Phala claims that both, the contract state and all interactions are encrypted and only accessable by the contract itself. How is this implemented? Unfortunately I find very little docs touching that topic. It would be really interesting to know which parties and which keys are involved and how they are handled. Who do I need to trust if anybody? I guess intel guarantees for the actual program+input=output validation using the trusted execution environment, but are there other entities that could either break confidentially or operation of a contract?

Given the hypothetical case that a contracts would hold a private key that would have access to a very large amount of funds, what would be attack vectors?

Thanks in advance!

1 Answer 1


A short answer: you only need to trust the Secure Enclave hardware, thus the only attack vector is to compromise the hardware.

Before all, the programs in Secure Enclave are different in that the hardware owners can neither see their memory value nor affect their execution. This is the meaning of "enclave": they own the computer but not the programs in it. So in the following when I say the Worker knows the key, only the program knows but not the human operator.

Every entity in Phala blockchain has its own sr25519 key pair: each Worker has its WorkerKey to show the identity and encrypt its traffic, and each contract has the ContractKey to encrypt the traffic and its state stored on-chain. They all follow the same schema: the public key is released on-chain so you can verify the identity and use it to encrypt your request, and the secret key never leaves the Secure Enclave hardware in plain text.

Among all the Workers, some are elected as Gatekeepers. The only difference is that Gatekeepers need to generate and manage the MasterKey, which is the basis of all the ContractKey: we do not store the contract secret keys on-chain, they are generated on-the-fly by deriving the MasterKey given the metadata of the contract.

By compromising a Gatekeeper and leaking the MasterKey you can generate any ContractKey and see their states. It is so important that we need to protect the Gatekeepers well: the Gatekeeper computers must be in the 1 or 2 confidence level so they are immune to all the known attacks against Secure Enclave, and their IP addresses are not public to prevent direct access.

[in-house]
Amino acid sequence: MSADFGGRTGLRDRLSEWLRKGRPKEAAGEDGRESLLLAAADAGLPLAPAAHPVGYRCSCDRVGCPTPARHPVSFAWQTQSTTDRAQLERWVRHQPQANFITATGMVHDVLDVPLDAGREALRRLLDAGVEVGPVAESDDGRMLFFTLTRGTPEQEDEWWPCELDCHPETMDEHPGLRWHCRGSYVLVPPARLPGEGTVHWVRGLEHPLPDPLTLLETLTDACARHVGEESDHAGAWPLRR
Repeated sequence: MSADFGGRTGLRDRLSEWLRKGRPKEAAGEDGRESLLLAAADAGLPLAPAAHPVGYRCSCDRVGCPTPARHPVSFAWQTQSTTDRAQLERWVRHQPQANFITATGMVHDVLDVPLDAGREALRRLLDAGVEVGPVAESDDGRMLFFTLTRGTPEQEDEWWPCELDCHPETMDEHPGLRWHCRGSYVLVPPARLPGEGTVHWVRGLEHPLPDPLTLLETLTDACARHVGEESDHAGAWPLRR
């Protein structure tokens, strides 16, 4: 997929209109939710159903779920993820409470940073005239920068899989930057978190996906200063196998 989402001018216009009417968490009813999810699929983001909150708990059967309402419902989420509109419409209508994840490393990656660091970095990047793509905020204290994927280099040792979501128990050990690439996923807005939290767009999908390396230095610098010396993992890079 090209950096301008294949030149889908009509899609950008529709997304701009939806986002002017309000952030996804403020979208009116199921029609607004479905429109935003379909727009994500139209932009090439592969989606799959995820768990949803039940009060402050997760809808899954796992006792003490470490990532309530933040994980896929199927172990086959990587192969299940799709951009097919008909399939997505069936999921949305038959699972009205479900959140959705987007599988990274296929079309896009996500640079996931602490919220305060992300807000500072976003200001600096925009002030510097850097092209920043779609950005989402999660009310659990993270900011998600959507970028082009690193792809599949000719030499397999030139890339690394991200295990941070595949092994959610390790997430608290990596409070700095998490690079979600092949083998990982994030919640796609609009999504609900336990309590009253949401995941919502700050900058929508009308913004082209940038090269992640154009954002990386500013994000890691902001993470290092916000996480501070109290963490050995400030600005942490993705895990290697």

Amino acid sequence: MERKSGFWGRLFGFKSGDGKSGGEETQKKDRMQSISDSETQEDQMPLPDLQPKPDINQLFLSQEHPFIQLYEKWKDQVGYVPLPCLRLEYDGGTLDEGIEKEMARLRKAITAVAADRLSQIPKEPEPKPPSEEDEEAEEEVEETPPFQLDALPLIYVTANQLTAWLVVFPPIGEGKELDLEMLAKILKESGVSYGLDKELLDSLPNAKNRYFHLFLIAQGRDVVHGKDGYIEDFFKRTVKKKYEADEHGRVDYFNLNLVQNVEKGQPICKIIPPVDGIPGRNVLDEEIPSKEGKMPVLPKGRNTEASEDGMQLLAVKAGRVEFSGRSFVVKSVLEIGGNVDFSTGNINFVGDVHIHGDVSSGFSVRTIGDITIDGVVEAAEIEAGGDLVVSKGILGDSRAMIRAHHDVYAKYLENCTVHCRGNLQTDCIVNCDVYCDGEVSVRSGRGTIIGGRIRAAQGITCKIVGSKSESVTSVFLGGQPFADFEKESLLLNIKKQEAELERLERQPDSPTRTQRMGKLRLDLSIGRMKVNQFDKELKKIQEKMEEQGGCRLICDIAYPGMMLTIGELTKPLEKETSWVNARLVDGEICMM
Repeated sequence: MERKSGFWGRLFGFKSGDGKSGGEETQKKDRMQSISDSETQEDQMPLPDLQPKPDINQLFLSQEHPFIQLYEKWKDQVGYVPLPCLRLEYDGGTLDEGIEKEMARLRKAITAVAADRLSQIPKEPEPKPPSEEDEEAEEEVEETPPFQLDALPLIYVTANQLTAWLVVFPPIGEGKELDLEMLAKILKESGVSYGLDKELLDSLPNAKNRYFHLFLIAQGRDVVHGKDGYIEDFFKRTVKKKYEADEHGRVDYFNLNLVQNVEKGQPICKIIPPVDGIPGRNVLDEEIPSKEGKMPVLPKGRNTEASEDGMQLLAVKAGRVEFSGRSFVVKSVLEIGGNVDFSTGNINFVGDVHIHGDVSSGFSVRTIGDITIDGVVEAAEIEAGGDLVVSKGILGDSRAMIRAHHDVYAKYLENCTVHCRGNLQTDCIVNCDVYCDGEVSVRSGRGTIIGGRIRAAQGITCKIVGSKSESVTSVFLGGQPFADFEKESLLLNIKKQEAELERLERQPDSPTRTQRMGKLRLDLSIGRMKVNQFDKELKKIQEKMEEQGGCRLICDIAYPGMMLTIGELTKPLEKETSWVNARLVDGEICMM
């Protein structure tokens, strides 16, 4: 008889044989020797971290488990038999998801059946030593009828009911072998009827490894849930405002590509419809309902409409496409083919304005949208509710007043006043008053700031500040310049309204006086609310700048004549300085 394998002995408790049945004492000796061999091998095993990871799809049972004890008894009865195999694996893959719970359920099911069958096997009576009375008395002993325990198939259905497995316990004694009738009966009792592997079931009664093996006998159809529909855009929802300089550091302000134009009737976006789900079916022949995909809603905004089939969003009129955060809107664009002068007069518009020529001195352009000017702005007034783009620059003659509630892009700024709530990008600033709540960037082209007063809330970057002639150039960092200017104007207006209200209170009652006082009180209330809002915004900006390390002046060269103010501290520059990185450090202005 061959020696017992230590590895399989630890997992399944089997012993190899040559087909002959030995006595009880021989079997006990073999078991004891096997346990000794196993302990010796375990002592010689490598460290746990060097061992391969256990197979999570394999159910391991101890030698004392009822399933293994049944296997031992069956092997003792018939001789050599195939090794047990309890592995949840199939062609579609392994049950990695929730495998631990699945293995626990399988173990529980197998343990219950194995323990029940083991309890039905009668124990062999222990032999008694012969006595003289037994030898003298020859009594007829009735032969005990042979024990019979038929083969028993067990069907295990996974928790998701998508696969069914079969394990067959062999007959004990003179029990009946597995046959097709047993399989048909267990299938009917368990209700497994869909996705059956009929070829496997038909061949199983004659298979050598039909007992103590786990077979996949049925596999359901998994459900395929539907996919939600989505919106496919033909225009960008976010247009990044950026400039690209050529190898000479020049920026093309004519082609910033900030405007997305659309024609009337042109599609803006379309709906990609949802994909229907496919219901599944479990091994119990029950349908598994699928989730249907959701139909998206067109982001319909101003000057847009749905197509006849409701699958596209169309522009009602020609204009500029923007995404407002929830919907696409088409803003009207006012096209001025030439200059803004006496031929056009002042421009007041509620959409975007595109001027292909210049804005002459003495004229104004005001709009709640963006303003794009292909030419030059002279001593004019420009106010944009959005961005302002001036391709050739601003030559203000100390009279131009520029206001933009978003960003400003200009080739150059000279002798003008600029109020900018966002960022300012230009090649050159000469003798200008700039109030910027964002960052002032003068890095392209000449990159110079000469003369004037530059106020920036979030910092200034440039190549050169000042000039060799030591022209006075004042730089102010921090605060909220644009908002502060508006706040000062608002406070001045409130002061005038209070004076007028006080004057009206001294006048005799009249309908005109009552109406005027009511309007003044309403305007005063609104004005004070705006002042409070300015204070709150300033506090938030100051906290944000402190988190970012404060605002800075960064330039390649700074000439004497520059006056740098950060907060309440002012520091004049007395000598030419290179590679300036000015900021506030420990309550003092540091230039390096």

When a contract is deployed to a Worker, the Gatekeeper will share its ContractKey to the Worker (with end-to-end encryption of course) so the Worker can decrypt the traffic and states of the contract for execution. By compromising a single Worker, the attackers can learn the ContractKeys that have been shared with it. You can choose the Workers with high confidence levels to deploy your contract and hide them behind a gateway to enjoy the similar security promise of Gatekeepers.

Comments on Intel SGX Security

The SGX provides the promise of confidentiality and execution integrity. Until now, to crack the execution integrity and control the programs in SGX is impossible (unless the program itself has vulnerabilities, and Rust can help mitigate this).

Another problem is privacy leakage which is usually based on the side channel attacks on Spectre and Meltdown vulnerabilities and their variants. My comment on this is that although there are many successful attacks in the lab, it's hard to remotely leak the data: these attacks rely on high-frequency repeated attempts with no crash and a high-resolution timer, and both are not available in our environment.

  • Does "compromising the gatekeeper" mean compromising the gatekeepers SGX or would physical access to the unprotected memory of the gatekeeper be enough?
    – Tino Rusch
    Commented Aug 31, 2022 at 6:40
  • Compromising the SGX (and our runtime in it). Gatekeepers are in the SGX so there is no meaning to access the unprotected memory. Commented Aug 31, 2022 at 6:42

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